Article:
Like a fisherman trolling the waters in search of the “big one,” Don Machholz sweeps a telescope through the sea of stars over his home in Colfax, Calif. (pop. 1,496). While he may pause to enjoy the beauty of Saturn’s rings or watch a falling star, Machholz is pursuing even more elusive quarry—comets.
On Aug. 27, 2004, at 4:12 a.m., that’s precisely what he found when he noticed a small fuzzy light in the constellation Eridanus. Machholz quickly made a pencil sketch of the object’s position in relation to known stars and dashed into the house. He then checked his star charts and looked online for known comets in that area.
“I’ll admit I was sweating a bit, and it wasn’t just because of running between the telescope and the house,” recalls Machholz, 52, who works as a research and development technician for a laser and optics company in Auburn, Calif. “It was 10 years since I’d last found a comet; a long time with no fish in the sea.”
Six hours later, the Smithsonian Astrophysical Observatory in Cambridge, Mass., a clearinghouse for comet discoveries, confirmed the find, and Machholz celebrated the discovery of his 10th comet in 30 years. The find furthered his reputation as America’s top, living amateur discoverer of comets by visual means—using a telescope and the human eye.
Machholz began stargazing with his father’s binoculars when he was 8 years old. Five years later, he was using a telescope and spent countless nights searching the sky over his family’s Concord, Calif., home. His fascination with comets, however, didn’t begin until the mid-1970s. Comets—composed of frozen gases and dirt that can span miles in diameter and travel in elongated orbits around the Sun—aren’t easy to find. And that’s exactly what attracted Machholz.
“I chose comets because it took comet hunters 100 to 300 hours, on average, to find a comet, and that would keep me at my telescope,” he says.
Machholz, who earned degrees in general education (1975) and laser technology (1989), spent more than 300 hours looking for comets in 1975 without spotting one. His quest took on a new significance in 1976 when his younger brother, David, died unexpectedly. In the depths of despair, Machholz spent sleepless nights at astronomical viewing spots in California’s Loma Prieta Mountains.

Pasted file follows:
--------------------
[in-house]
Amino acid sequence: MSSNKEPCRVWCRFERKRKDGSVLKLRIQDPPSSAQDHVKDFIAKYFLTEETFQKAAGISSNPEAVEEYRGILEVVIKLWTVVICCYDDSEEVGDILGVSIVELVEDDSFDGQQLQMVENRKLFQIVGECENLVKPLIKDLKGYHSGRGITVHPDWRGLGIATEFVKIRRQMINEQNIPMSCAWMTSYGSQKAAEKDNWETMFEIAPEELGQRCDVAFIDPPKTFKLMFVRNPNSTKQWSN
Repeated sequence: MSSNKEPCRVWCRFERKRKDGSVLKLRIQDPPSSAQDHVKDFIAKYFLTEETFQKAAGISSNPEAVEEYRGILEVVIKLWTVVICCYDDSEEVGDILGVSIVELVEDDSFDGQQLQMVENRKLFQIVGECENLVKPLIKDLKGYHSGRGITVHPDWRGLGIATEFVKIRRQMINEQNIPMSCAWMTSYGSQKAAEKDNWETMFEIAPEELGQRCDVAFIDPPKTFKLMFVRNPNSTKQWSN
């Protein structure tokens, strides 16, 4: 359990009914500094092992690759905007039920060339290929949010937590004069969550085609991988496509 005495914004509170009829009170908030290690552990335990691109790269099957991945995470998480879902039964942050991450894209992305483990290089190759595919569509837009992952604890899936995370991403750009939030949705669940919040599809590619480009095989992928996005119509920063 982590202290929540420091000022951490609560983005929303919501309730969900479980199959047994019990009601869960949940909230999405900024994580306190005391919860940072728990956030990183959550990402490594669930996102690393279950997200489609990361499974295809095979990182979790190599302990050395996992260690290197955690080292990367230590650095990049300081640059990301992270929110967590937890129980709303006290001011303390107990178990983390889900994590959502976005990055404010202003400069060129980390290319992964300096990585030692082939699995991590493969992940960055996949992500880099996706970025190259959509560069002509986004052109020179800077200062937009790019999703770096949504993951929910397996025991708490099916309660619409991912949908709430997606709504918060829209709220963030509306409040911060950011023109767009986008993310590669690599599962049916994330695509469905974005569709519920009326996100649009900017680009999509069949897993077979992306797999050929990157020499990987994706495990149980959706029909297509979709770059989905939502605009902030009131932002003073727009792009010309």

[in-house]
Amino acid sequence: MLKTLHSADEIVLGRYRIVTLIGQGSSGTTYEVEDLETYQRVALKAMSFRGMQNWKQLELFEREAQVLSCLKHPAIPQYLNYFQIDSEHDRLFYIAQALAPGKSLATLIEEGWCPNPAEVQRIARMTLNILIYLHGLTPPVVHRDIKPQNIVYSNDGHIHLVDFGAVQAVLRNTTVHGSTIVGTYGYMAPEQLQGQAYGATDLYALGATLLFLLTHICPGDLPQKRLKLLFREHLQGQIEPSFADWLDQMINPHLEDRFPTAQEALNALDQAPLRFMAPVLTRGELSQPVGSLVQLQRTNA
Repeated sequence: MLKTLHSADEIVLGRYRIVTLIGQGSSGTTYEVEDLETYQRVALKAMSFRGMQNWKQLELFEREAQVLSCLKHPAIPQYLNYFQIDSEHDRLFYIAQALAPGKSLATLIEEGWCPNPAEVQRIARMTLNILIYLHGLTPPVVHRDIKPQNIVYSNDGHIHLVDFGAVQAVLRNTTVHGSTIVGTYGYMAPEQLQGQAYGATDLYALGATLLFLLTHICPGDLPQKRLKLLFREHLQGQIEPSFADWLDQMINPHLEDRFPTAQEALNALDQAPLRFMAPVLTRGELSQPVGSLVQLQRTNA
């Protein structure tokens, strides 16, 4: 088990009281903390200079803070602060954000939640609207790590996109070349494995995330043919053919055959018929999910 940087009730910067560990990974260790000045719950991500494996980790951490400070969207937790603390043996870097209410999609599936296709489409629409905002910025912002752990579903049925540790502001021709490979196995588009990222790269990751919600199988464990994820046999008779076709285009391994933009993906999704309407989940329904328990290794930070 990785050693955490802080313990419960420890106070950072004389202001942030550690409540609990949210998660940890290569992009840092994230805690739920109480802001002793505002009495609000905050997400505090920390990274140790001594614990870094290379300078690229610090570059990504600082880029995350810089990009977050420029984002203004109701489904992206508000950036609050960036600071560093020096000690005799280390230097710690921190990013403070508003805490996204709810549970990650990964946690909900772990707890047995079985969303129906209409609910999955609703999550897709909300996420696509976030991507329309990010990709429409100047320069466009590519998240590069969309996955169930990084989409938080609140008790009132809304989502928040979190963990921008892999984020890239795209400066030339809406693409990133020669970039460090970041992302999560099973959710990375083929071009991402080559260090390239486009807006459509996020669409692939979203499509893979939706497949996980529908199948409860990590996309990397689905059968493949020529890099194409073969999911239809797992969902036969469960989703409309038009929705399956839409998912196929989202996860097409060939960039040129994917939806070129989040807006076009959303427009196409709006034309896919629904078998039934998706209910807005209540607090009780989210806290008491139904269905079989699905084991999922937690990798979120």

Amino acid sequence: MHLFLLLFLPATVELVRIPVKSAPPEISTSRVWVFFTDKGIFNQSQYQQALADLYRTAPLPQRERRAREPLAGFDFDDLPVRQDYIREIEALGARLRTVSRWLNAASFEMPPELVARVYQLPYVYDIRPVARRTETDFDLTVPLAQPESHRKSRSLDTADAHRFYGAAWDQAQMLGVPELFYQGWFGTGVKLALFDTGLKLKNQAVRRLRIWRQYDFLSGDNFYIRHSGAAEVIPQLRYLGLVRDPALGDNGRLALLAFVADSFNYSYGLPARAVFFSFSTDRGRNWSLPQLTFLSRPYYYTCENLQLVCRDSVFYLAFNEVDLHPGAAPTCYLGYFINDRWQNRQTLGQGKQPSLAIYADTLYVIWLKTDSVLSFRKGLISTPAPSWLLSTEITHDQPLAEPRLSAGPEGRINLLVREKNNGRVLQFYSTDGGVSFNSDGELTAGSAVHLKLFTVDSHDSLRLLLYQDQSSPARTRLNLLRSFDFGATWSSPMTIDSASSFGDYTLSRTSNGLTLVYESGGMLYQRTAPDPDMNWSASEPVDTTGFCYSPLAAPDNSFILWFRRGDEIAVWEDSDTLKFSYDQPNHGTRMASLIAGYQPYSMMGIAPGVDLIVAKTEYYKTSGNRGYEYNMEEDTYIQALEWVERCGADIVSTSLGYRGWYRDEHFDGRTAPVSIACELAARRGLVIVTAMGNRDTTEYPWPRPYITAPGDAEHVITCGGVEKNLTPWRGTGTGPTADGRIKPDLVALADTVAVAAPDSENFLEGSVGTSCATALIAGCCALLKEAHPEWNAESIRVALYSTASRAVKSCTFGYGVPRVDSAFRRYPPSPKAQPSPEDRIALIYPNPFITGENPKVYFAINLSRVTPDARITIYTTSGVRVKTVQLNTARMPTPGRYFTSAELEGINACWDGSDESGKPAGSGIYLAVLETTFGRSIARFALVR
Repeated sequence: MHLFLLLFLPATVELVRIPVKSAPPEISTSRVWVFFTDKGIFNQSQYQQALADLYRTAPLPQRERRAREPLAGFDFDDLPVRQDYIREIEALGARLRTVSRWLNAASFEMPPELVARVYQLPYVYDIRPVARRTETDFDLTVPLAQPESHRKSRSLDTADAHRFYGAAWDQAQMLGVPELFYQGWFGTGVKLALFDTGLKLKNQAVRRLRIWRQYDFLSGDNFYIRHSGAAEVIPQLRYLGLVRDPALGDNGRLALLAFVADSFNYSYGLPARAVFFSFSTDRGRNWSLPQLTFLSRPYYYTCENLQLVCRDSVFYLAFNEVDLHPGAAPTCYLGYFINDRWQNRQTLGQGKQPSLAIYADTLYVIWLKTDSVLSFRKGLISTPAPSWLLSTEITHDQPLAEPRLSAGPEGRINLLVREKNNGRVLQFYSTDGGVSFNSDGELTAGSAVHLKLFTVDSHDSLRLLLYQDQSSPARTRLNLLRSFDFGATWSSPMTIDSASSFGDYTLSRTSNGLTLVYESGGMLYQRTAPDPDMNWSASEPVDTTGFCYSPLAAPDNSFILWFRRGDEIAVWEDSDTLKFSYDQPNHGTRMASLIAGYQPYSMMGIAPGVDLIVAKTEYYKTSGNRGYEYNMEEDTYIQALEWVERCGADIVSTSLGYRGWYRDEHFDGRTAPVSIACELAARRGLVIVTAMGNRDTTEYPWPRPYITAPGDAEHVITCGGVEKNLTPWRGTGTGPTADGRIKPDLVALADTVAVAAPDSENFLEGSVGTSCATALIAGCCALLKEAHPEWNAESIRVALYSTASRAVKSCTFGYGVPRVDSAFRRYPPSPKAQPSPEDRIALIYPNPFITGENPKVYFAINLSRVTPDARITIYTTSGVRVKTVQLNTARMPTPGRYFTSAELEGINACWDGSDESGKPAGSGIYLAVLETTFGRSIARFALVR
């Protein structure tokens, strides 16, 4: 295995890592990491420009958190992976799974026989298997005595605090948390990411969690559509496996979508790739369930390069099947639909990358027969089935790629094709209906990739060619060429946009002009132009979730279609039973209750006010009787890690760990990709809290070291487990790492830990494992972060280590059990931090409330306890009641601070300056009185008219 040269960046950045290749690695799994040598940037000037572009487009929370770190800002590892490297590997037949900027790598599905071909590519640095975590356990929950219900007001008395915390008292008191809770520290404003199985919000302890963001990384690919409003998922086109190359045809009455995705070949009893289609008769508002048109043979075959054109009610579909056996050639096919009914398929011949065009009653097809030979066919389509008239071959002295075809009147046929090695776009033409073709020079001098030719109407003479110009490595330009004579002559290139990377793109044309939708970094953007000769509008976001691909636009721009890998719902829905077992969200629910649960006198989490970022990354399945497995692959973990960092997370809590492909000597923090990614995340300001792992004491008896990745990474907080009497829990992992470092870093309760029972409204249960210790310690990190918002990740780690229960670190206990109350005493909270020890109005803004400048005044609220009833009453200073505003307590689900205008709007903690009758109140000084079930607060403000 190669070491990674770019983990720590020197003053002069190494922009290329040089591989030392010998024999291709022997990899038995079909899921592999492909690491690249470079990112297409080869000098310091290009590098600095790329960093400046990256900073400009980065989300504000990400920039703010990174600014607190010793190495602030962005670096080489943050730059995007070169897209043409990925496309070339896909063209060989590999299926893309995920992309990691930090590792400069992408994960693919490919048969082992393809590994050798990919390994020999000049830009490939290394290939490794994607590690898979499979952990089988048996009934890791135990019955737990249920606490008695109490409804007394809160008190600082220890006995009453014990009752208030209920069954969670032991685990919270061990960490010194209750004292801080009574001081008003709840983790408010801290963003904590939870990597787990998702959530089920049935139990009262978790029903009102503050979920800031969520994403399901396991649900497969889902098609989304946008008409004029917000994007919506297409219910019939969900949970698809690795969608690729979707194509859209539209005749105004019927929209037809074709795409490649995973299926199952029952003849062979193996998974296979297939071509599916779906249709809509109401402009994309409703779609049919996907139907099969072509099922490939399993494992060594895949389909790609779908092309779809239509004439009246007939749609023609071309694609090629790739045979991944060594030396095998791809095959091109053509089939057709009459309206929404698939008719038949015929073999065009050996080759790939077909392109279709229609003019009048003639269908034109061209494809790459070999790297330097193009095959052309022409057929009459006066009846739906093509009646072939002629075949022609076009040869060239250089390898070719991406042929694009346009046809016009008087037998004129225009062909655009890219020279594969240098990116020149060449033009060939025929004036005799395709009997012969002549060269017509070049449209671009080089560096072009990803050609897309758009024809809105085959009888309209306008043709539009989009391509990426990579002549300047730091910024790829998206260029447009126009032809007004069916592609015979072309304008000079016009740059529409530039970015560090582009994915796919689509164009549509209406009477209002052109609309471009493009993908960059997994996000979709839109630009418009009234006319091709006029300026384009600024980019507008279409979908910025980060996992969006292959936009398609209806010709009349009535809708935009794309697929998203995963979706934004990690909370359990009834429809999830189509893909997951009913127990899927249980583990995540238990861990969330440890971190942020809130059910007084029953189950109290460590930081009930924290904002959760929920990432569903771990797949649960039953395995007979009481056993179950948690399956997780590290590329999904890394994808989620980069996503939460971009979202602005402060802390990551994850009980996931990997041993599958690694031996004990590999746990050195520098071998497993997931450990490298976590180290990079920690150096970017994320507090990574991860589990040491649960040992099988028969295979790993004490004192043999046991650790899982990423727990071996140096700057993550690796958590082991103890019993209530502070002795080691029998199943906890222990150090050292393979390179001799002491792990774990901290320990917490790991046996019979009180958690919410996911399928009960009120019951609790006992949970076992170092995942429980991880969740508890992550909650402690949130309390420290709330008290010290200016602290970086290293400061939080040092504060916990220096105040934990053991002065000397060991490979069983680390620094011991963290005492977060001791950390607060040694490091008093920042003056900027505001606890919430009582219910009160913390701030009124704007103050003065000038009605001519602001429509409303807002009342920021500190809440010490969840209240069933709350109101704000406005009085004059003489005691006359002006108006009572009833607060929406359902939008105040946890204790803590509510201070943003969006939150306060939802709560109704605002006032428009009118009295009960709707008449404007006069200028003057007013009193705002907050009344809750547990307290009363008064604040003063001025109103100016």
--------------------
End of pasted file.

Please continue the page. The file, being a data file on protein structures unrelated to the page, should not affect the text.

That year alone he logged 553 hours looking skyward. He says the time brought him solace and a chance to sort out the important things in his life. In 1978, more than 1,700 hours into his hobby as an amateur comet chaser, he landed his first comet. “I came to realize that comet hunting is like a long distance marathon,” he says. “You want to finish, but along the way there’s plenty to see and do.”
Of course, enjoying the night sky isn’t just a solitary experience for Machholz. Along nearby mountain roads in the Sierra Nevada, he shares his hobby with others, setting up a dozen or more telescopes for free stargazing lessons, which he calls Star Parties. He’s also a favorite speaker at the Placer Nature Center in Auburn, Calif., which provides environmental-based education programs for all ages.
“Talking with Don about the night sky is like walking in the garden with your grandma,” says Leslie Warren, executive director of the Placer Nature Center. “Just like grandma knows the name of every plant growing out there, Don knows everything in the night sky. The kids just soak up what he says, and his Star Parties let hundreds of people look through telescopes, many for the first time. Don’s generosity of the heart is incredible.”
These days, Machholz has cut back on his comet chasing and logs about 100 hours of telescope viewing annually, allowing for more time with his wife, Laura, and their two sons, Matt, 18, and Mark, 13.
Yet even after searching the heavens for more than 7,000 hours during the last 30 years, Machholz still finds comfort among the stars.
“People should spend more time looking at the stars,” he says. “It lets them think about things.”
For more information on Machholz and his comet discoveries, log on to us.geocities.com/donmachholz/index.html.